Wednesday, January 4th, 2012
Having finally adjusted (more or less) to the shock of being back in Oakland after my wonderful sojourn in Bologna it is time to once again provide a recipe for the “cucina pigra” (lazy cooking). When I was in Bologna I went to great meal in the Apennine mountains west of Bologna with Barbara, Vittorio and several of their friends. At the end of the meal I chose the mascarpone dessert. It was simple and great and when I returned here I searched the web for a recipe. The only thing that came up was mascarpone as one of the ingredients in tiramisu. Mascarpone is a very spreadable cheese more like ricotta in texture than most of what we think of as cheese. In fact it’s not technically a cheese at all but is technically a curled cream. But let’s not get carried away with the cheesey specifications. It’s yummy stuff and I wanted to replicate it here. Since the web was no help I turned to Barbara who delivered her version and it is really quite easy to make. So you can impress your friends with something they’re unlikely to find on this side of the Atlantic. I had pictures of the whole process but unfortunately some scoundrel robbed my apartment and absconded with the camera which still had the pictures inside so you’ll just need to use your imagination.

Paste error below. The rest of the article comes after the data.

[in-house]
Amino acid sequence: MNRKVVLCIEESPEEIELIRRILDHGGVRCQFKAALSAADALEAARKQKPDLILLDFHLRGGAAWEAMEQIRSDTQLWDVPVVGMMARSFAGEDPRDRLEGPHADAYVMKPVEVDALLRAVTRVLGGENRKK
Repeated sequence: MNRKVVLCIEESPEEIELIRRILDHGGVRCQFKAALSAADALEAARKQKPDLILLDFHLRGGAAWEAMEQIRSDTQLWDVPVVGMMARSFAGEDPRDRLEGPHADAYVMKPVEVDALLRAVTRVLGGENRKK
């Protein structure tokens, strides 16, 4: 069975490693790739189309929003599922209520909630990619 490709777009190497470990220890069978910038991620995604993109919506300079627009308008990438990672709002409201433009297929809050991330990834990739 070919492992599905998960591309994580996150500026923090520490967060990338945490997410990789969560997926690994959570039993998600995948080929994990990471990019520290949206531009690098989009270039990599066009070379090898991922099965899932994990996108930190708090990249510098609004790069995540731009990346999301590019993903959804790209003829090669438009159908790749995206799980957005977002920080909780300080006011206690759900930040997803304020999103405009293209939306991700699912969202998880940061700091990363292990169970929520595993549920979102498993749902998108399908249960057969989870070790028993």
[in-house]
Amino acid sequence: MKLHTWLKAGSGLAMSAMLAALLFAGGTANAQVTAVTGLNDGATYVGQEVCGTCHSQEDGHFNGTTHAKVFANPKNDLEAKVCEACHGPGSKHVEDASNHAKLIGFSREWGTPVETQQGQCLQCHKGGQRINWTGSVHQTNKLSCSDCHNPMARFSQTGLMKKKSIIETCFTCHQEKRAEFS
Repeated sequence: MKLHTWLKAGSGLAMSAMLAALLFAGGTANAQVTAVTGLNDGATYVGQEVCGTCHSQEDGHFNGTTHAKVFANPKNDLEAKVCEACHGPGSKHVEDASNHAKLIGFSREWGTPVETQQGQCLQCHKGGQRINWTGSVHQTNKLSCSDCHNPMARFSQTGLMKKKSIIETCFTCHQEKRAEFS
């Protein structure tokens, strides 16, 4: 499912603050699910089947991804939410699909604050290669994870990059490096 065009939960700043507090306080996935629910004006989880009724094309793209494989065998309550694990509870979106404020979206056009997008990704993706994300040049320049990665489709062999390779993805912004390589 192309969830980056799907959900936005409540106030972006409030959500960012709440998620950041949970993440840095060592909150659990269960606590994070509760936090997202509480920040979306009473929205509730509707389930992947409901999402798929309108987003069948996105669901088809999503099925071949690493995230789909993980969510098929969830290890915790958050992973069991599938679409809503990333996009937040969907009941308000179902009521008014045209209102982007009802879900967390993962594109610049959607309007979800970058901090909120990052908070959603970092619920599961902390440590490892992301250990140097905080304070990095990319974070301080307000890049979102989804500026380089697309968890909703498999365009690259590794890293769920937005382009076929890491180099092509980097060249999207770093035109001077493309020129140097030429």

Note: You should do this preparation a day ahead – read on.
250 grams (about 9 oz) of mascarpone (it’s sold here in 8 oz. gram containers)
100 grams (about 3.5 oz. ) of powdered sugar
- Separate the eggs.
- Mix the yolks and powdered sugar with a whisk until creamy
- Whip the egg whites until they are stiff
- Blend everything together
The next step depends on the season. If summer you can serve the mascarpone with some nice ripe berries on top. If fall or winter soak one ladyfinger (also known as savoy biscuits) in coffee (expresso of course) and place in the bottom of whatever you’ll be using to serve the dessert (I used plastic drink glasses that I could discard) and then top with the mascarpone mixture. Put the containers in the freezer overnight and transfer them to the fridge an hour or two before serving. If the summer option, top with the berries just before serving.
It’s easy and foolproof, after all, I did it.
I did a double recipe and took them to an Italian potluck. They lived up to Barbara’s promise that it would be a success.